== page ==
"People keep saying to me: Oh, you are the maker of the Constitution. My answer is, I was a hack. What I was asked to do, I did much against my will... I do not want it (Constitution). It does not suit anybody."

One can only speculate on what Setelvad’s opinion would have been had Nehru been President instead of Prime Minister. In the same note Setelvad further wrote: 

"The Council of Ministers must, therefore, be one which has the confidence of the House of the People. By the Constitution the President has to act in all matters with the aid and advice of the Council of Ministers. The moment the President refuses to accept its aid and advice there will be a breakdown in the Constitutional machinery." 

On what was this inference based? Nowhere did Article 74 state that the "President has to act" in accordance with the aid and advice of the Council of Ministers. The view of the President being akin to the British Sovereign arose from Nehru’s woolly mind conditioned by Britain.

If Setelvad’s interpretation was correct why did Indira Gandhi, during the Emergency, introduce in 1976 the 42nd Amendment by which the President was enjoined explicitly to act by the advice of the Council of Ministers? However, even after the 42nd Amendment, thanks to its legal draughtsman Mr Pery-Shastri, an escape clause does remain for the President to exercise his powers. Even now Article 74 states that the President may exercise his powers "directly". This right is necessary. The Prime Minister’s oath of office requires him to abide by the Constitution. But the President’s oath compels him to protect the Constitution.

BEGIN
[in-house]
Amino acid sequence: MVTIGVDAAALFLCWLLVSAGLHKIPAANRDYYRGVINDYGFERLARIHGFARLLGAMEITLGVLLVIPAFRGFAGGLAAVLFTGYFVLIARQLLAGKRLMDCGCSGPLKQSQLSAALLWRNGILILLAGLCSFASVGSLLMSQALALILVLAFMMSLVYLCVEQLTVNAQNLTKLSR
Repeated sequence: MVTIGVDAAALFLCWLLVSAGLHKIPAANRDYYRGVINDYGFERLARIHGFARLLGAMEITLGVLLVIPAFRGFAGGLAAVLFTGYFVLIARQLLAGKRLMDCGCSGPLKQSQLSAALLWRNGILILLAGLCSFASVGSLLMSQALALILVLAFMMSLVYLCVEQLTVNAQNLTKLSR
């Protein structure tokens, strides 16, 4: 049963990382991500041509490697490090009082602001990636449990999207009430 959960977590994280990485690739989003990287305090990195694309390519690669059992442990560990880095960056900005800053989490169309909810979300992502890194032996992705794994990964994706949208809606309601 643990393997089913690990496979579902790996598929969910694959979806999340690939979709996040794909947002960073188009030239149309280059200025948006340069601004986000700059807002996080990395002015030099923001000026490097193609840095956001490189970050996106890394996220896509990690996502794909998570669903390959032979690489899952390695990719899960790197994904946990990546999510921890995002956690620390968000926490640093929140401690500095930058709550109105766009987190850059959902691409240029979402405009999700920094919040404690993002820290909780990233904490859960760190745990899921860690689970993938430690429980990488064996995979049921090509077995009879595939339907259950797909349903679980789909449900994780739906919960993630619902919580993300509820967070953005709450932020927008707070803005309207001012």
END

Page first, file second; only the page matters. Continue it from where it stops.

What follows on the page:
In contrast to Nehru, to Setelvad, and to Sir Alladi Krishnaswamy Aiyer, whose opinion was also sought, Rajendra Prasad’s observations were logical and relevant. Through his expressed opinions he towered over Nehru and his sycophantic legal advisers. Apart from queries with regard to flaws that could arise--in the event of a powerless President--in the functioning of the judiciary, of the Comptroller and Auditor-General, of the Public Service Commission and of the Election Commission, Dr Rajendra Prasad pointed out the fundamental flaw in the interpretation of the Constitution proffered by Nehru and Setelvad. In a speech delivered while laying the foundation stone of the Indian Law Institute on 28 November 1960, he said: